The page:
At the February 2016 ACIP meeting, Merck, maker of both the 4v and 9v HPV vaccines, announced production and distribution of the HPV 4v vaccine will halt at the end of 2016.
Many physicians (and parents) may wonder about additional vaccination with HPV 9. If a child has already completed a bivalent or quadrivalent vaccination series, should they receive additional vaccination with the 9vHPV vaccine?
That is a good question, but it is NOT answered or addressed in the 2016 ACIP Adult Immunization schedule or its footnotes. However, guidance on the ACIP website does clarify: â€œThere is NO ACIP recommendation for additional 9-v HPV vaccine dosesâ€ for anyone thatâ€™s already completed bivalent or quadrivalent vaccination series. (9) However, studies show no serious safety concerns with additional nine valent vaccination other than higher rates of injection site swelling and redness.(9) So the decision for additional vaccination is in the physicianâ€™s and parentsâ€™ hands.
Dispelling HPV Vaccine Myths
The HPV virus is sexually transmitted, with an estimated 6.2 million new infections (pre-HPV vaccine era) each year. (3) HPV vaccines are prophylactic vaccines, which means they must be given before exposure to the virus strain to be effective.(3) Studies show that immune response to the vaccine is best when given at younger ages. (8) That is why it is recommended to be given at age 11-12 (but can be given as early as age 9). (8)
HPV vaccines are cancer-preventing vaccines, not “sex vaccines.” A recent study in Pediatrics confirmed that HPV vaccination was not associated with riskier sexual behaviors: vaccination will not cause your children to have sex. (10)
Most of us hope that our children will have marital sex and give us grandchildren. Although we can help shape our own children’s behaviors, we donâ€™t know and cannot control the past behaviors of the person they choose to marry. (The number of lifetime and recent sexual partners is the most consistent predictor of HPV infection.) So think of this vaccine as cancer protection insurance for your child.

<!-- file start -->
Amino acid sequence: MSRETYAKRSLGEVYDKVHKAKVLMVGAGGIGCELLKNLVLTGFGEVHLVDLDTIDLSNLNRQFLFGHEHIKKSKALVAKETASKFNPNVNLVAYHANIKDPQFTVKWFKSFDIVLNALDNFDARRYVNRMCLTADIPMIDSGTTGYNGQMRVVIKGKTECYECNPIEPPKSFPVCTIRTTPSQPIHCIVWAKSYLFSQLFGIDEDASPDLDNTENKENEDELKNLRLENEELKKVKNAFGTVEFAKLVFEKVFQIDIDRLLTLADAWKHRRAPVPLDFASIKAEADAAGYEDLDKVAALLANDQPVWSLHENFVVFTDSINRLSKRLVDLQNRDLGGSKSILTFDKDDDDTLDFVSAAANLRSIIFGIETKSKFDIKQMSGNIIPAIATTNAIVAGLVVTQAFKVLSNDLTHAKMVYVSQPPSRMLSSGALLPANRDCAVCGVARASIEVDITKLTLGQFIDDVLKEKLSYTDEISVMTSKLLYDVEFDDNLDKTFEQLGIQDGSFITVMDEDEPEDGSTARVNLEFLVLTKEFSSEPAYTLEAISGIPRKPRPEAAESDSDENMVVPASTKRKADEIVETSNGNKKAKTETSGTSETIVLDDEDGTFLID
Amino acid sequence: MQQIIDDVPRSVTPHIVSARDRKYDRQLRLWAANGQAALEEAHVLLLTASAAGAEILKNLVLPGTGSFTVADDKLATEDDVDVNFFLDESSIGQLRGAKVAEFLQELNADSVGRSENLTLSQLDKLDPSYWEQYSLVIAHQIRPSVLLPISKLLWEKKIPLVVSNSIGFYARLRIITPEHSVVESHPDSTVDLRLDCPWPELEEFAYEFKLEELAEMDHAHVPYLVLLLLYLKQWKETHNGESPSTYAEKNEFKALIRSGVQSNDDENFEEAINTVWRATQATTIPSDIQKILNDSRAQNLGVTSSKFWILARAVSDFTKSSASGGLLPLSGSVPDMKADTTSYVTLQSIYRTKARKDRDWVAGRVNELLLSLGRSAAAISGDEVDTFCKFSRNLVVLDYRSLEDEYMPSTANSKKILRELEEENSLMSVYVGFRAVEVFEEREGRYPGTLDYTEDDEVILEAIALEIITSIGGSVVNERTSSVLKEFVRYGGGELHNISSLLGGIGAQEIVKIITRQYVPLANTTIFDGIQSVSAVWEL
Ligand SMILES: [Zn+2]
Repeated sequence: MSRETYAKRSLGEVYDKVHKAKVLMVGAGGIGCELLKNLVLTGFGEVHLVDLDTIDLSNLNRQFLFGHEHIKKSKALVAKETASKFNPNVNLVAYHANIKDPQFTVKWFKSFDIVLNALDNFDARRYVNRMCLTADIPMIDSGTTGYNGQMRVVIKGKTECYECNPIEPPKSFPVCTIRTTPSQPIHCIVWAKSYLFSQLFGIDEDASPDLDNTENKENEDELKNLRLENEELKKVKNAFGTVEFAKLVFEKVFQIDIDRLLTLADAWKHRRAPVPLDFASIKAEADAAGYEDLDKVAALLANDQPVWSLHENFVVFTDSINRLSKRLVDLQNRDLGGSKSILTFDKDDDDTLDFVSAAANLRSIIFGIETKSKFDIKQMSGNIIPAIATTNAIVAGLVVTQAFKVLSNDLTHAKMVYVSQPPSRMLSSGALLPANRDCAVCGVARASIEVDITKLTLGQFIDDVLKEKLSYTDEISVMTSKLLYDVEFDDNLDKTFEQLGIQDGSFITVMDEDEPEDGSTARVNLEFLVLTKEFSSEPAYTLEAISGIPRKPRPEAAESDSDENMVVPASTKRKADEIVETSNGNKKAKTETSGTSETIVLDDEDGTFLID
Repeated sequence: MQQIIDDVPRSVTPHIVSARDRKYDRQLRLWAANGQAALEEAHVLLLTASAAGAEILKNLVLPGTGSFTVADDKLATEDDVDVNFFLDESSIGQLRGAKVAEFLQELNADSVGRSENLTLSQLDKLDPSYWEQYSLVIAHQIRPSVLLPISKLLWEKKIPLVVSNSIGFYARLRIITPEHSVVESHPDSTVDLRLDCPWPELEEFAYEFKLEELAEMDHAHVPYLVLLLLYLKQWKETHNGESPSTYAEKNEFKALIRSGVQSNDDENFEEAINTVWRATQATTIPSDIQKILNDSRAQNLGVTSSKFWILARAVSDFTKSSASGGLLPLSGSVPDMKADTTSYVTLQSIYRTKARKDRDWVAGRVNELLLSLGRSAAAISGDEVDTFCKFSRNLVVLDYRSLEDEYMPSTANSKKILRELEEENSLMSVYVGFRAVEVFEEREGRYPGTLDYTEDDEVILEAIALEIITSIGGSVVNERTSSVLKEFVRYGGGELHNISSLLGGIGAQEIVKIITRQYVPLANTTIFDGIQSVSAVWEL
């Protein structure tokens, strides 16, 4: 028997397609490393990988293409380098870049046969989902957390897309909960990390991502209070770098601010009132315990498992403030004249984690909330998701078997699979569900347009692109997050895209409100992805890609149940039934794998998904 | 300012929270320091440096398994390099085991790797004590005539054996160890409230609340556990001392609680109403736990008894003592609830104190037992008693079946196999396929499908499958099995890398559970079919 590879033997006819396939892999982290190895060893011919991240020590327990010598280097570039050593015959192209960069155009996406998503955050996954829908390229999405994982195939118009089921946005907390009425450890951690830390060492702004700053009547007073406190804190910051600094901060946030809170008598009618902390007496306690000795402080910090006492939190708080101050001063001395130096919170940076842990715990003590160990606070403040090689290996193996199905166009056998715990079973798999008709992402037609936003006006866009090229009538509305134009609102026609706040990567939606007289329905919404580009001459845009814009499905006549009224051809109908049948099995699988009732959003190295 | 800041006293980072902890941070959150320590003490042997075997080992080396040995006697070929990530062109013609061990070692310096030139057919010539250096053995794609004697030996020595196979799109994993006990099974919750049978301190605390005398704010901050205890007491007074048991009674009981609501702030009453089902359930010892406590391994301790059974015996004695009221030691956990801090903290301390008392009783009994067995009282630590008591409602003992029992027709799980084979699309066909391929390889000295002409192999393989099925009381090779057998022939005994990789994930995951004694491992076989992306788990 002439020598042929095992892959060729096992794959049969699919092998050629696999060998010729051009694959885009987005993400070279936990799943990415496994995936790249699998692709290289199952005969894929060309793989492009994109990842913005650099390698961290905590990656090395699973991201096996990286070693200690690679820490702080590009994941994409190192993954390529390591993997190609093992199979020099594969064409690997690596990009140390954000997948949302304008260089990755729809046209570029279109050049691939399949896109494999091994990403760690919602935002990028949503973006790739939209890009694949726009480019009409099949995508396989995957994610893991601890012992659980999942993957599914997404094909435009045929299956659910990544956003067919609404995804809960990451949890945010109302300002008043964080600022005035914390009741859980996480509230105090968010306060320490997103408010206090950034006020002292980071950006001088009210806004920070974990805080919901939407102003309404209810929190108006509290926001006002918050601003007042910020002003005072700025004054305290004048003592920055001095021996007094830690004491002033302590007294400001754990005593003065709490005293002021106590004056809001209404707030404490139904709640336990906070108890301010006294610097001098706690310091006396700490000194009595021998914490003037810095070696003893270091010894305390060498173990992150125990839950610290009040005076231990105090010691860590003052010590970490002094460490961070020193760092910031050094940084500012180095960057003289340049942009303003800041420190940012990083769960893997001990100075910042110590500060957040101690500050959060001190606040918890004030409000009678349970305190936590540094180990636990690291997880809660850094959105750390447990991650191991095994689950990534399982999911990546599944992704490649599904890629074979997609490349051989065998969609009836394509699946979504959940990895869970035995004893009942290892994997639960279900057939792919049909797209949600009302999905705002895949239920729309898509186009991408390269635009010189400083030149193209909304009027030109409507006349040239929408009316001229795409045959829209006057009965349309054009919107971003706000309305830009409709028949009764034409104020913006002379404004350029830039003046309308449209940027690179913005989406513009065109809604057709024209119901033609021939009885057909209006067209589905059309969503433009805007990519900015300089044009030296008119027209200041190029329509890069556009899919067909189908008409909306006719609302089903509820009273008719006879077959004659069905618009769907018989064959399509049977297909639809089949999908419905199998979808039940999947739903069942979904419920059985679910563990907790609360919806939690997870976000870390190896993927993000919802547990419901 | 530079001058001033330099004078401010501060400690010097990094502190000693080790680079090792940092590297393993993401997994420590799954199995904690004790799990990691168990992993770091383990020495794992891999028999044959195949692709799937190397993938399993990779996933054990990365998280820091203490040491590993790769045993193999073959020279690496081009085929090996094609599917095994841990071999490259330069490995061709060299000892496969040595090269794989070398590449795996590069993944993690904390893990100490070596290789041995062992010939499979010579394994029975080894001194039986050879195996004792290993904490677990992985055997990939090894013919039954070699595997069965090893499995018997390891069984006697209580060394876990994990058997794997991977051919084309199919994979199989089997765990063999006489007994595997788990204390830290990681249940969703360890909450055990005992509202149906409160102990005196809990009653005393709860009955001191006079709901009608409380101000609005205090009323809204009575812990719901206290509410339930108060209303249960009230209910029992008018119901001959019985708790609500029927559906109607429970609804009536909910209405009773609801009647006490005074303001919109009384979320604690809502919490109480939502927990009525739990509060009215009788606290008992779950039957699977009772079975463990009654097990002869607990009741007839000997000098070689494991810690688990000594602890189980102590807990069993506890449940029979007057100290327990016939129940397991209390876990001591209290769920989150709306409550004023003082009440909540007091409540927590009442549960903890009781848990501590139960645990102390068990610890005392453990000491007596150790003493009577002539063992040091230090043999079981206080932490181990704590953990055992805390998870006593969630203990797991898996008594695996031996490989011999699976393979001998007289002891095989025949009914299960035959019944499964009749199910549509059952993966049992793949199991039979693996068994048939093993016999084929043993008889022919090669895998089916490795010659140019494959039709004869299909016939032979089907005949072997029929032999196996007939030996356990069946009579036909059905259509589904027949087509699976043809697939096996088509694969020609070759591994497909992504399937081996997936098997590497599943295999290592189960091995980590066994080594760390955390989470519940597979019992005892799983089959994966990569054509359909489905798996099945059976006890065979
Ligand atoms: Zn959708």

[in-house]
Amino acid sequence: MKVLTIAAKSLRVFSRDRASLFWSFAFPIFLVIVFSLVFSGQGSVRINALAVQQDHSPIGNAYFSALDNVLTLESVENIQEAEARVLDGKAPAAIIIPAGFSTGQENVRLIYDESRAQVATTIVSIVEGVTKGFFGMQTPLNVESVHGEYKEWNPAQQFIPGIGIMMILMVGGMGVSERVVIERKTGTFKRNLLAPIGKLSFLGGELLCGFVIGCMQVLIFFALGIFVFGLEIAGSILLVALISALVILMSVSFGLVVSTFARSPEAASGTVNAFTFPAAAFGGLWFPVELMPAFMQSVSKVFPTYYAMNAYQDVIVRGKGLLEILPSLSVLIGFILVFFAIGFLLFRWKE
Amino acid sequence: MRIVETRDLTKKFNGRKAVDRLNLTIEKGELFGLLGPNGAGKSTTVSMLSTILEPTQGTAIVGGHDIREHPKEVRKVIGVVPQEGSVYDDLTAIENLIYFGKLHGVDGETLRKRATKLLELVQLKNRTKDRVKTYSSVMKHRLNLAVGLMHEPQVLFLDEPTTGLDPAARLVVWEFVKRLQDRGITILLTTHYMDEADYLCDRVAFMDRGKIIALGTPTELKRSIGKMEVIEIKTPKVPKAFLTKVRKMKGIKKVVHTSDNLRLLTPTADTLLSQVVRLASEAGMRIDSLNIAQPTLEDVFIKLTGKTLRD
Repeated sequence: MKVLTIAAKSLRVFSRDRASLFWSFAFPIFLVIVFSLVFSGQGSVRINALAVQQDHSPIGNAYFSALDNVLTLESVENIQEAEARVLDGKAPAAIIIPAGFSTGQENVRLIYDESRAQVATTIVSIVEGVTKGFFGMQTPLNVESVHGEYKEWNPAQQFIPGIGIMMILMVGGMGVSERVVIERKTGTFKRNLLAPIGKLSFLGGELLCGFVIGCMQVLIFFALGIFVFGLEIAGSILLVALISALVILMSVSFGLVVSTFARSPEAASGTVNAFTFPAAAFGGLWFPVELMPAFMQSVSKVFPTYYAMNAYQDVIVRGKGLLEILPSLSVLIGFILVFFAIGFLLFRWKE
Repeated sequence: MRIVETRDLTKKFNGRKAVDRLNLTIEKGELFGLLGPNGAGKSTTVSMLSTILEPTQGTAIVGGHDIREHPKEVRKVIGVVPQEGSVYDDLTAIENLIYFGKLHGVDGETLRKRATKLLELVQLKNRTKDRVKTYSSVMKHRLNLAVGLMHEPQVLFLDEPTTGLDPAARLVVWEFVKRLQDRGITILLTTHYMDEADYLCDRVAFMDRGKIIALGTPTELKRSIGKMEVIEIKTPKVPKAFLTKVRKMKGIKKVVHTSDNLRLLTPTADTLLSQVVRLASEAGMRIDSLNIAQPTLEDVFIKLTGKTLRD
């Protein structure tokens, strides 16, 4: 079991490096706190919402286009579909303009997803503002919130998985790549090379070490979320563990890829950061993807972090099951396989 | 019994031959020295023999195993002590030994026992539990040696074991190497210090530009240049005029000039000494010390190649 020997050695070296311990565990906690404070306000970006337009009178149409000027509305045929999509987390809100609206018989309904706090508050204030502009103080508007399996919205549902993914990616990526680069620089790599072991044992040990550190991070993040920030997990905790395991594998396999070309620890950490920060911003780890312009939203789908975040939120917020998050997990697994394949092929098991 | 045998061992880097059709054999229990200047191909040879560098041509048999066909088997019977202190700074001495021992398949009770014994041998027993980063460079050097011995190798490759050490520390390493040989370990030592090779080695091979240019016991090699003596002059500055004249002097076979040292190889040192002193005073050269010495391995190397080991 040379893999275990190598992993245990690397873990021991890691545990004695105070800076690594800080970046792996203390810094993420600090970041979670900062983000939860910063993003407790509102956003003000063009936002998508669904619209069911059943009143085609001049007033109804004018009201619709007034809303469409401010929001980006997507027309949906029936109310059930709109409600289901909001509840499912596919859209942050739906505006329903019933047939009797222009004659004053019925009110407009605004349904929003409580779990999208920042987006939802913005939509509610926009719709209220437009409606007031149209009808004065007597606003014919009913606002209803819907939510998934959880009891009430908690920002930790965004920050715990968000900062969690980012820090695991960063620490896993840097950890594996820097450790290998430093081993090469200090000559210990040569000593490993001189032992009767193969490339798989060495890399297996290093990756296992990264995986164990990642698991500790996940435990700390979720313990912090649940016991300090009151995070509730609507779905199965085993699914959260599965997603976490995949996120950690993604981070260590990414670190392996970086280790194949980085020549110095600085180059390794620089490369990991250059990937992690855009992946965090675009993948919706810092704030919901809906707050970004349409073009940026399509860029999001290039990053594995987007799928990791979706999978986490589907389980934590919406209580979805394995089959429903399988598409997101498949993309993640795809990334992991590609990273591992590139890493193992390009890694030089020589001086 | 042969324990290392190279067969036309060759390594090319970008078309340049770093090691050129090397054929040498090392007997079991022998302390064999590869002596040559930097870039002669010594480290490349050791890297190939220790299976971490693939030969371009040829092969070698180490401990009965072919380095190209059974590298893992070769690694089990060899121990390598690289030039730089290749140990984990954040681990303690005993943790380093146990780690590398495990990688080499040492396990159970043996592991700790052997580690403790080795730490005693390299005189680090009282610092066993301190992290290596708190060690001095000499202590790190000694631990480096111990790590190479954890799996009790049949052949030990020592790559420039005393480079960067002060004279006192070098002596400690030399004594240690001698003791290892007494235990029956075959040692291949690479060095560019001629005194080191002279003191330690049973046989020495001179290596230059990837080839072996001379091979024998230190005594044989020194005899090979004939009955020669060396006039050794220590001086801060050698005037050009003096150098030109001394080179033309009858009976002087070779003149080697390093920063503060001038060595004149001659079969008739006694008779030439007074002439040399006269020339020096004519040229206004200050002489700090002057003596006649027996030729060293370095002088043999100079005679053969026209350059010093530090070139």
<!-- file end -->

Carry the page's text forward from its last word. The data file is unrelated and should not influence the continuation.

You can’t get an HPV infection from the vaccine. The vaccine does not contain any viral DNA whatsoever, so there is no way to become infected with the virus by getting the vaccine. (3)
You don’t need a pregnancy test before getting the vaccine, but the vaccine should NOT be given to women who are pregnant or are planning to get pregnant soon. ACIP says the vaccine may be given to nursing moms. (3)
The vaccine is not meant to be a treatment for HPV infection (3), and women must still get regular cervical cancer screening beginning at age 21. (11)
New Evidence the Vaccine Seems to be Working
A study recently published in the journal Pediatrics and spearheaded by Dr. Laurie Markowitz demonstrates the effectiveness of the vaccine. HPV infection rates among 14- to 19-year-old girls for the four HPV types covered in the 4v HPV vaccine dropped 63 percent from 11.4 per-cent in 2006 (pre-vaccine era) to 4.3 percent in 2009-2012 (post-vaccine). (12)
Unfortunately, findings from the most recent National Health Interview Survey (NHIS) in 2014 revealed disappointing HPV vaccination coverage rates for adults age 19-26. Only 40.2 percent of females and 8.2 percent of males had received at least one HPV vaccine dose.(2) Much greater protection could be achieved if all kids were vaccinated with this cancer-preventing vaccine.